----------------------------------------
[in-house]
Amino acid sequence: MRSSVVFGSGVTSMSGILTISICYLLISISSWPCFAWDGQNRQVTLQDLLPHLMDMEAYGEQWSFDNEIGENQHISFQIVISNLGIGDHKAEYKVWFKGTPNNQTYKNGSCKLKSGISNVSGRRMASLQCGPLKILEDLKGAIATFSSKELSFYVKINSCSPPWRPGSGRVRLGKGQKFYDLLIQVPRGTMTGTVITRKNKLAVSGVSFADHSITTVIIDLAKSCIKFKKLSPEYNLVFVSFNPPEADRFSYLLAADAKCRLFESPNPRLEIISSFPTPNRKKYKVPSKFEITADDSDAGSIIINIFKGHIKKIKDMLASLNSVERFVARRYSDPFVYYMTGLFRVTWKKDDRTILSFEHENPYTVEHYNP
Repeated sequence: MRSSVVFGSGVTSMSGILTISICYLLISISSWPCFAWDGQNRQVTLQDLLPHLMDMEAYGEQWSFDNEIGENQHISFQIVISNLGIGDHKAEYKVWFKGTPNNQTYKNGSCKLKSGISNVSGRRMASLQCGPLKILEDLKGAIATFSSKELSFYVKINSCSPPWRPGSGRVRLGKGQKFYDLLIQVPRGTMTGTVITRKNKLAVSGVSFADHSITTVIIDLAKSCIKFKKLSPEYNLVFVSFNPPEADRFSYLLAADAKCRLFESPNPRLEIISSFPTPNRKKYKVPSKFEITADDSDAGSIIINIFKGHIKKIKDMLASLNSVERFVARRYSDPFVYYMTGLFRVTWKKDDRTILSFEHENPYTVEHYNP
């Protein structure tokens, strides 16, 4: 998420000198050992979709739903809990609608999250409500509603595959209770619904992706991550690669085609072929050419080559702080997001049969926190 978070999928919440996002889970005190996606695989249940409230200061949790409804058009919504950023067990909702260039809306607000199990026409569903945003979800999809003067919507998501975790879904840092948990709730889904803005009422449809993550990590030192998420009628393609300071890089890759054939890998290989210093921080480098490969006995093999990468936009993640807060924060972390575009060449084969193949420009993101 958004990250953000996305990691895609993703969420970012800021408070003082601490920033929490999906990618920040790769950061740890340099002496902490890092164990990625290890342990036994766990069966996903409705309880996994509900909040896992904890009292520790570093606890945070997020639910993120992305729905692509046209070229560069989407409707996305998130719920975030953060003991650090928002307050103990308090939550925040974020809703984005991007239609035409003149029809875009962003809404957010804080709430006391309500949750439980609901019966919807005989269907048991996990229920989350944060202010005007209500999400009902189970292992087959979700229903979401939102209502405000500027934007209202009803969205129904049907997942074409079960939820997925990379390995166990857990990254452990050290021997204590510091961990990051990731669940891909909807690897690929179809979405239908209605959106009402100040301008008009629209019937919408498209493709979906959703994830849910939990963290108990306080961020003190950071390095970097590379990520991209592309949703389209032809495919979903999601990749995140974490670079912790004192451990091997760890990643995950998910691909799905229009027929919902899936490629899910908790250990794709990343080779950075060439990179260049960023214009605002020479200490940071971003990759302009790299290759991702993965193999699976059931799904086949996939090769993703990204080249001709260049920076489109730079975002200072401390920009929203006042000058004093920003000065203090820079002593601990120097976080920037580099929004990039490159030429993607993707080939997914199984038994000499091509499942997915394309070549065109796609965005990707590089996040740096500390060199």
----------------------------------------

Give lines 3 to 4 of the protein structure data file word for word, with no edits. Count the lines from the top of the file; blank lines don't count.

Repeated sequence: MRSSVVFGSGVTSMSGILTISICYLLISISSWPCFAWDGQNRQVTLQDLLPHLMDMEAYGEQWSFDNEIGENQHISFQIVISNLGIGDHKAEYKVWFKGTPNNQTYKNGSCKLKSGISNVSGRRMASLQCGPLKILEDLKGAIATFSSKELSFYVKINSCSPPWRPGSGRVRLGKGQKFYDLLIQVPRGTMTGTVITRKNKLAVSGVSFADHSITTVIIDLAKSCIKFKKLSPEYNLVFVSFNPPEADRFSYLLAADAKCRLFESPNPRLEIISSFPTPNRKKYKVPSKFEITADDSDAGSIIINIFKGHIKKIKDMLASLNSVERFVARRYSDPFVYYMTGLFRVTWKKDDRTILSFEHENPYTVEHYNP
């Protein structure tokens, strides 16, 4: 998420000198050992979709739903809990609608999250409500509603595959209770619904992706991550690669085609072929050419080559702080997001049969926190 978070999928919440996002889970005190996606695989249940409230200061949790409804058009919504950023067990909702260039809306607000199990026409569903945003979800999809003067919507998501975790879904840092948990709730889904803005009422449809993550990590030192998420009628393609300071890089890759054939890998290989210093921080480098490969006995093999990468936009993640807060924060972390575009060449084969193949420009993101 958004990250953000996305990691895609993703969420970012800021408070003082601490920033929490999906990618920040790769950061740890340099002496902490890092164990990625290890342990036994766990069966996903409705309880996994509900909040896992904890009292520790570093606890945070997020639910993120992305729905692509046209070229560069989407409707996305998130719920975030953060003991650090928002307050103990308090939550925040974020809703984005991007239609035409003149029809875009962003809404957010804080709430006391309500949750439980609901019966919807005989269907048991996990229920989350944060202010005007209500999400009902189970292992087959979700229903979401939102209502405000500027934007209202009803969205129904049907997942074409079960939820997925990379390995166990857990990254452990050290021997204590510091961990990051990731669940891909909807690897690929179809979405239908209605959106009402100040301008008009629209019937919408498209493709979906959703994830849910939990963290108990306080961020003190950071390095970097590379990520991209592309949703389209032809495919979903999601990749995140974490670079912790004192451990091997760890990643995950998910691909799905229009027929919902899936490629899910908790250990794709990343080779950075060439990179260049960023214009605002020479200490940071971003990759302009790299290759991702993965193999699976059931799904086949996939090769993703990204080249001709260049920076489109730079975002200072401390920009929203006042000058004093920003000065203090820079002593601990120097976080920037580099929004990039490159030429993607993707080939997914199984038994000499091509499942997915394309070549065109796609965005990707590089996040740096500390060199």